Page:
Mm-hmm. It’s obviously not real. My concern is for a young person watching that, that we know as an adult what the visual pun is. Did you really know what was going on, what act he was going to perform?
I did. I made the joke “he’s giving her head.” And I enjoy that scene and the movie, but I really feel for Meg. Is that the triumph of it all?
Yeah, I really appreciate that because that’s what I want as an actor, especially in that part. That was the sympathetic part. You had to feel the sadness and the sense of loss that that character goes through. Those were the big themes of that character so I’m glad you got that. They struggled with the ending because they didn’t know should she really die or not. There was some talking back and forth while we were shooting, is Meg going to die? Is she not going to die? Stuart is definitely a director that takes a lot of chances. He thought about it for a minute because I think Charlie Band, and even the cinematographer was saying, “Maybe you should have her live.” He thought about it for a while and said, “No, she’s got to die at the end.”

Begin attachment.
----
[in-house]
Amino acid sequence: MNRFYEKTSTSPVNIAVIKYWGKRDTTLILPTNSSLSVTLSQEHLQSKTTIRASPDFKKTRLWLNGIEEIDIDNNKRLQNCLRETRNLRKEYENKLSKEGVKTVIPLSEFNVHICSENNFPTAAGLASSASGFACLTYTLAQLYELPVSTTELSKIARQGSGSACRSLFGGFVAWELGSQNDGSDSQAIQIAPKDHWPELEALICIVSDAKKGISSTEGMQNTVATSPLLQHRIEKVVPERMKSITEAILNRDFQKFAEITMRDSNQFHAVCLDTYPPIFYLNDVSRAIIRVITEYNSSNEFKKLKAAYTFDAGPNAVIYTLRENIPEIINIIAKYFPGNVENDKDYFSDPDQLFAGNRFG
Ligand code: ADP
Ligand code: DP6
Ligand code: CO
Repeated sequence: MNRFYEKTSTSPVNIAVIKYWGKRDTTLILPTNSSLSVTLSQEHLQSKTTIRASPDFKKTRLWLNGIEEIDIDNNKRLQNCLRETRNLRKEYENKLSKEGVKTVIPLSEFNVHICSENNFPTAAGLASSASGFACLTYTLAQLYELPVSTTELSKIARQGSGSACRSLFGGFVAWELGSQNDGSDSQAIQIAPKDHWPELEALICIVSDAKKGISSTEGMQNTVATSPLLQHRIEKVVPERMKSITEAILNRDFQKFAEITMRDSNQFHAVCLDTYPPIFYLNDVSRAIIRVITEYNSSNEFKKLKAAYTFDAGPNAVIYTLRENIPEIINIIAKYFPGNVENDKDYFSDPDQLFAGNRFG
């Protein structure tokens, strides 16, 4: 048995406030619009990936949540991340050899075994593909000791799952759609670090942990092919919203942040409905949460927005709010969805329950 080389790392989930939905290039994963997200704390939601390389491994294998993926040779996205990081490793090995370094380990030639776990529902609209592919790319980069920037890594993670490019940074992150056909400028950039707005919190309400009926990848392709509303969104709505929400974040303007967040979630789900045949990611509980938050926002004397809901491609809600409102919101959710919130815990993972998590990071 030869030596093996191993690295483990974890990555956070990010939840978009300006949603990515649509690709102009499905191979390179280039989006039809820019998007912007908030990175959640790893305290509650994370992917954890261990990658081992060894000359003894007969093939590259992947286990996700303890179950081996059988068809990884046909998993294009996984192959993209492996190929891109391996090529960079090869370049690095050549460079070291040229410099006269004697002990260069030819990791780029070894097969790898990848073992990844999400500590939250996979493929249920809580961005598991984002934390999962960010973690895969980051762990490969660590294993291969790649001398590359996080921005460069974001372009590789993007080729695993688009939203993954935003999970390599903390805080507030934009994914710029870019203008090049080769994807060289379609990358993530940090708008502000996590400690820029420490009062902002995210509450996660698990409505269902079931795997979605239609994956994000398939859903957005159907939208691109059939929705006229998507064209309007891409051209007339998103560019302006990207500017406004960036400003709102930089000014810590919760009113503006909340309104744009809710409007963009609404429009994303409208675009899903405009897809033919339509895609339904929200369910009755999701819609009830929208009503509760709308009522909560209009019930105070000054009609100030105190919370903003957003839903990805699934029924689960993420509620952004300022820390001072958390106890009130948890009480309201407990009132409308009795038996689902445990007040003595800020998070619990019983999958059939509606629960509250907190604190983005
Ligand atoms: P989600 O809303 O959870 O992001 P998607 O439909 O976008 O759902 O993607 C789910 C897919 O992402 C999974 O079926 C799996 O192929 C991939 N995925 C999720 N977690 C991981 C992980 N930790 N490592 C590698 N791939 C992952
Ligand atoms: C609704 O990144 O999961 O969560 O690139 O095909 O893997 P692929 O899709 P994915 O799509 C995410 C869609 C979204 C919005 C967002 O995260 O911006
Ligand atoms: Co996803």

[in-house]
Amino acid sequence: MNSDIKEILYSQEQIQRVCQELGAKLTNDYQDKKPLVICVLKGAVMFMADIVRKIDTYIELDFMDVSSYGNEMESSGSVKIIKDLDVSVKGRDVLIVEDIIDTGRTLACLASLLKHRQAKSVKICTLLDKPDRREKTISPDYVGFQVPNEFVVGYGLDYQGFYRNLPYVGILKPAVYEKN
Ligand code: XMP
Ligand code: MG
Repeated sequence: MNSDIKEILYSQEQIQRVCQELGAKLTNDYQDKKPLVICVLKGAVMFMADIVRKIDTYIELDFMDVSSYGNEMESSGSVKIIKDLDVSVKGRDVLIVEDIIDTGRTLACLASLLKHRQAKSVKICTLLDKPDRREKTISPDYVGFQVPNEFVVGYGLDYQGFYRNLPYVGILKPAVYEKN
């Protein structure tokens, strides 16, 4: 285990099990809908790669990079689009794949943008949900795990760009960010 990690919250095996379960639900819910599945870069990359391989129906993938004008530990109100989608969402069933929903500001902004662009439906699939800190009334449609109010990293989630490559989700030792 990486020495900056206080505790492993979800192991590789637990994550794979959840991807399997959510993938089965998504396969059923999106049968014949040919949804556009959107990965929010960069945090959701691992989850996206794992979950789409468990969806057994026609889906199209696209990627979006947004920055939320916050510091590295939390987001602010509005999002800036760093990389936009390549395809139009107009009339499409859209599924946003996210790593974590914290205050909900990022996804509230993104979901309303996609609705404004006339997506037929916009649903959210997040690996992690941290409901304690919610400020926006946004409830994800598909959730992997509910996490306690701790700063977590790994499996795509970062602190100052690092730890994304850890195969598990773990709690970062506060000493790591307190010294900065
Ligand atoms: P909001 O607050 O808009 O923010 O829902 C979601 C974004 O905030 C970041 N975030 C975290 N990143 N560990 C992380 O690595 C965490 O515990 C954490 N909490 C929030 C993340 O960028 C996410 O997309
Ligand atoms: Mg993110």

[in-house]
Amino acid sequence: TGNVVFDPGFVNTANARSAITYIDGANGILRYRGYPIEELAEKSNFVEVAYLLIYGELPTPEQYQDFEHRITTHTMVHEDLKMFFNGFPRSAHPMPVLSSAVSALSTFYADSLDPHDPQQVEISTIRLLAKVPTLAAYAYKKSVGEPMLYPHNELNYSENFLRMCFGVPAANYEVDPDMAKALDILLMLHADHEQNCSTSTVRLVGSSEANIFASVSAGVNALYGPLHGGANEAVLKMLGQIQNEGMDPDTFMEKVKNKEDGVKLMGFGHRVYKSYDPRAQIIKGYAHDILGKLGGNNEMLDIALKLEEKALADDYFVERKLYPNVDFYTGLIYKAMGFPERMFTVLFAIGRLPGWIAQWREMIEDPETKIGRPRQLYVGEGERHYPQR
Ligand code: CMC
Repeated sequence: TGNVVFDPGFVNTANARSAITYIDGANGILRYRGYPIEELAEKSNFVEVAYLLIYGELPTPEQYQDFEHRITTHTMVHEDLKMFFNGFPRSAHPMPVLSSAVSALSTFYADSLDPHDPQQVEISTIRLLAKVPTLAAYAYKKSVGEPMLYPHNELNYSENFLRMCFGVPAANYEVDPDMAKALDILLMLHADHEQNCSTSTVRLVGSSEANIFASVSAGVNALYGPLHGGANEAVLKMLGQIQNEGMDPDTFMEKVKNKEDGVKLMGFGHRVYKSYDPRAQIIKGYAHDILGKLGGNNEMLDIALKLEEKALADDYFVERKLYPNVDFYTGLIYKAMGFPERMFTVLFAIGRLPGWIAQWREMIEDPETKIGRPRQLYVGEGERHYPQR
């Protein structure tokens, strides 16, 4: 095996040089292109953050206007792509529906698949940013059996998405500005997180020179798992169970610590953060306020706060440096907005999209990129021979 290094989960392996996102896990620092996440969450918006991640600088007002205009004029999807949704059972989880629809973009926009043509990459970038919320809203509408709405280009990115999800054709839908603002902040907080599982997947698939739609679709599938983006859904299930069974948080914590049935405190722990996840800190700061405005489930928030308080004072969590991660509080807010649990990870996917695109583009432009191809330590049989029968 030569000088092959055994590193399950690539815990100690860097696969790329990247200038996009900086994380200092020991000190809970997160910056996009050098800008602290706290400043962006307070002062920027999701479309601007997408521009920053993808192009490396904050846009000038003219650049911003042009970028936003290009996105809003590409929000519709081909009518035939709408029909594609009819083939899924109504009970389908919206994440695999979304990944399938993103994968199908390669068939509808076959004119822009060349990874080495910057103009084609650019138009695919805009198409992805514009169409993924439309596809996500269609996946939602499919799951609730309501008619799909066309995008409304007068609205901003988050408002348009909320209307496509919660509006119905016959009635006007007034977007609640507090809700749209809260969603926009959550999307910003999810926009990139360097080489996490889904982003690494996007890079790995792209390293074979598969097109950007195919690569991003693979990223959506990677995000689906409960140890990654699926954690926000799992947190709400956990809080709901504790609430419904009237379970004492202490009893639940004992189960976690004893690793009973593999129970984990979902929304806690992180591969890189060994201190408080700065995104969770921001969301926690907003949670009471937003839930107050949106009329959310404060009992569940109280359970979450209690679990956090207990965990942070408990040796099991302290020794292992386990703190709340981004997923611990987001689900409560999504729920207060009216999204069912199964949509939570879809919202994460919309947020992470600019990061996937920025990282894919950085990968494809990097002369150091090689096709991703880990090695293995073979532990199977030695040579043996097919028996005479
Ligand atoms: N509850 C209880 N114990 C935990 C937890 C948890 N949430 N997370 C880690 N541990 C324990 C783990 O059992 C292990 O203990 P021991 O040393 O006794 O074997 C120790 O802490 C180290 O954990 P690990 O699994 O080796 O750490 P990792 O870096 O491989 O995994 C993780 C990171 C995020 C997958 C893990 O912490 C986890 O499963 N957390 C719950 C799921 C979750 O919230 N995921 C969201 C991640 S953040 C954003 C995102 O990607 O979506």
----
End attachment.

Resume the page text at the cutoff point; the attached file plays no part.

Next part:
That probably rocked my world a little as a young filmgoer because I was not used to an ending where everything didn’t work out.
Now it’s normal. That’s what happens in a lot of movies.
It was common in the ‘60s and ‘70s too but I wasn’t familiar with those movies yet.
At the time that we shot that I think that was a risk for them to take that stand and they did.
Were you disappointed not to come back for a cameo at the beginning of ‘Bride of Re-Animator?’